"It further expresses that free energy and differentiated Universal Mind are the two common denominators of all the material manifestations in the Universe. Mind produces abstract thought, energizes it through the will into thought-form, which is the psychical expression of the mind, and then into physical manifestation – form or action. Both psychical expression and physical manifestation are concrete: both have objective reality. In constant action they maintain and recreate the Universe. This is a Basic Principle of the Psycho-physical Reality." (von Soos 1984)

My own best guess is that consciousness is emergent. As brains become increasingly complex and are able to hold more advanced models and carry out more complicated functions, the subjective experience of an "I" inside becomes more firmly entrenched.
If we ever do come up with strong evidence for how brains produce consciousness, then emergence will be the ground for an integral theory.

Consciousness, being a sine qua non universal attribute, is not the product or function of the physical brain. Even the simplest amoeba perceives, acts and reacts rationally at it own level to its environment. Not even multicellular organisms belonging to the phylum Echinoderma (e.g. the sea-cucumber, one of our direct ancestor in line) have brains or even a nervous system, but are conscious at their own level of existence. There exists not the slightest evidence that brain produces consciousness, let alone how it is supposed to do it.

"Let us now return to our ultimate particles and to small organizations of particles as atoms or small molecules. – wrote Erwin Schroedinger – The old idea about them was that their individuality was based on the identity of matter in them...The new idea is that what is permanent in these ultimate particles or small aggregates is their shape and organization. Hence this life of yours which you are living is not merely a piece of the entire existence, but is, in a certain sense, the whole; only this whole is not so constituted that it can be surveyed in one single glance. This as we know, is what the Brahmins express in the sacred, mystic formula which is yet so simple and so clear: "Tat tvam asi.", this is you...and not merely "someday" but today, every day she is bringing you forth, not once, but thousands upon thousands of times, just as every day she engulfs you a thousand times over, for eternally and always there is only now, and the same now; the present is the only thing that has no end."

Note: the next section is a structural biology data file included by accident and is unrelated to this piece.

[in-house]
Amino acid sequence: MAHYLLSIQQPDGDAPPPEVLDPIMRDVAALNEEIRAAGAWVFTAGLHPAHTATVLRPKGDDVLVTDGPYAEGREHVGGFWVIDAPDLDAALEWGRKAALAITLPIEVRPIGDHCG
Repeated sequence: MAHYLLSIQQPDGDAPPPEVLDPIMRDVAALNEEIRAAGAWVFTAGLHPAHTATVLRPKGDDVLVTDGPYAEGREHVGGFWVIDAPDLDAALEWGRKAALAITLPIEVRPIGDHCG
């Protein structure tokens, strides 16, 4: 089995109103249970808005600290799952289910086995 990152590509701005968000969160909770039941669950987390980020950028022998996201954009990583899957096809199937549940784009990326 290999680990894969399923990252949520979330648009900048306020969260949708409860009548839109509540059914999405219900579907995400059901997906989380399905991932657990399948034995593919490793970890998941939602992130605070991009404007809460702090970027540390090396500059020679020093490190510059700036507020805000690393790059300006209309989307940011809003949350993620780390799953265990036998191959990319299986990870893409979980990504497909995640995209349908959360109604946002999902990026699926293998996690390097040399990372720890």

The true, deep understanding of what Schroedinger has expressed in these few lines is the ground for an integral theory.

Until Laszlo's information or science's brains or something currently unimagined answers the Hard Question of Consciousness and gives a causal argument for what underlies all of our disparate fields, a merely descriptive theory, no mater how inclusive, will not be integral.

These questions have been all answered in the writings of Bohm (the implicate and the explicate order), Heisenberg, Schroedinger, C. G. Jung, to mention only a few, as in my thesis Natural Order – Universal Relativity.

Maybe the problem is that even if some groups have separated themselves from Integral Institute and are strongly criticising many of Wilber's propositions and have the intention to develop some new thoughts, these thoughts and their further arguments are always based on Wilber's premises and on the colour-hues of his AQAL categorizations. Why not forget all the previous assumptions, whatever their origin, and start to rethink all the actually popular philosophies and credos?

Fat chance! Because we read only those theses or postings and "We hear only those questions for which we are in a position to find answers" – Nietzsche.